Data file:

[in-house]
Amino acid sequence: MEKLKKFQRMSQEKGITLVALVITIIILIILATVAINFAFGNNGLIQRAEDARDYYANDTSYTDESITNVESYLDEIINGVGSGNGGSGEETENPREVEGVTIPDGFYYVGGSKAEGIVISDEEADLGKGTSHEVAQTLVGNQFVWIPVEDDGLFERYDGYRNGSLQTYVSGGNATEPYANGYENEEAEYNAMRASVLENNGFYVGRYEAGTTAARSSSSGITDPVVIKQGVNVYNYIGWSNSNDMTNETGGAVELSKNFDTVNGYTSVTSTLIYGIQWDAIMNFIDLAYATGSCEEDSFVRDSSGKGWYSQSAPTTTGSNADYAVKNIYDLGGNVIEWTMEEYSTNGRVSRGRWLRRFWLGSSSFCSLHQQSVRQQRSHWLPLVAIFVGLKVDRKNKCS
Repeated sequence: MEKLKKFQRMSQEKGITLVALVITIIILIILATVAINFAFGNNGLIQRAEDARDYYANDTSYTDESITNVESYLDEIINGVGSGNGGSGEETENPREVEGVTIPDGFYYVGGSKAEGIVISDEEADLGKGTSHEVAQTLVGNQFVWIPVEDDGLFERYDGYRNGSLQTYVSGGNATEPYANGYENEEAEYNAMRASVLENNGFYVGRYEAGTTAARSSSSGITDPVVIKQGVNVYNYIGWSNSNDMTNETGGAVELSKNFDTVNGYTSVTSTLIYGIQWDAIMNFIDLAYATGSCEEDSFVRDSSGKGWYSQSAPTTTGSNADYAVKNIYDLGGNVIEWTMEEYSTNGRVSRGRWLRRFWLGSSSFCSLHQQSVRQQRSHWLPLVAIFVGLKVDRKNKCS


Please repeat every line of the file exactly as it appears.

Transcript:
[in-house]
Amino acid sequence: MEKLKKFQRMSQEKGITLVALVITIIILIILATVAINFAFGNNGLIQRAEDARDYYANDTSYTDESITNVESYLDEIINGVGSGNGGSGEETENPREVEGVTIPDGFYYVGGSKAEGIVISDEEADLGKGTSHEVAQTLVGNQFVWIPVEDDGLFERYDGYRNGSLQTYVSGGNATEPYANGYENEEAEYNAMRASVLENNGFYVGRYEAGTTAARSSSSGITDPVVIKQGVNVYNYIGWSNSNDMTNETGGAVELSKNFDTVNGYTSVTSTLIYGIQWDAIMNFIDLAYATGSCEEDSFVRDSSGKGWYSQSAPTTTGSNADYAVKNIYDLGGNVIEWTMEEYSTNGRVSRGRWLRRFWLGSSSFCSLHQQSVRQQRSHWLPLVAIFVGLKVDRKNKCS
Repeated sequence: MEKLKKFQRMSQEKGITLVALVITIIILIILATVAINFAFGNNGLIQRAEDARDYYANDTSYTDESITNVESYLDEIINGVGSGNGGSGEETENPREVEGVTIPDGFYYVGGSKAEGIVISDEEADLGKGTSHEVAQTLVGNQFVWIPVEDDGLFERYDGYRNGSLQTYVSGGNATEPYANGYENEEAEYNAMRASVLENNGFYVGRYEAGTTAARSSSSGITDPVVIKQGVNVYNYIGWSNSNDMTNETGGAVELSKNFDTVNGYTSVTSTLIYGIQWDAIMNFIDLAYATGSCEEDSFVRDSSGKGWYSQSAPTTTGSNADYAVKNIYDLGGNVIEWTMEEYSTNGRVSRGRWLRRFWLGSSSFCSLHQQSVRQQRSHWLPLVAIFVGLKVDRKNKCS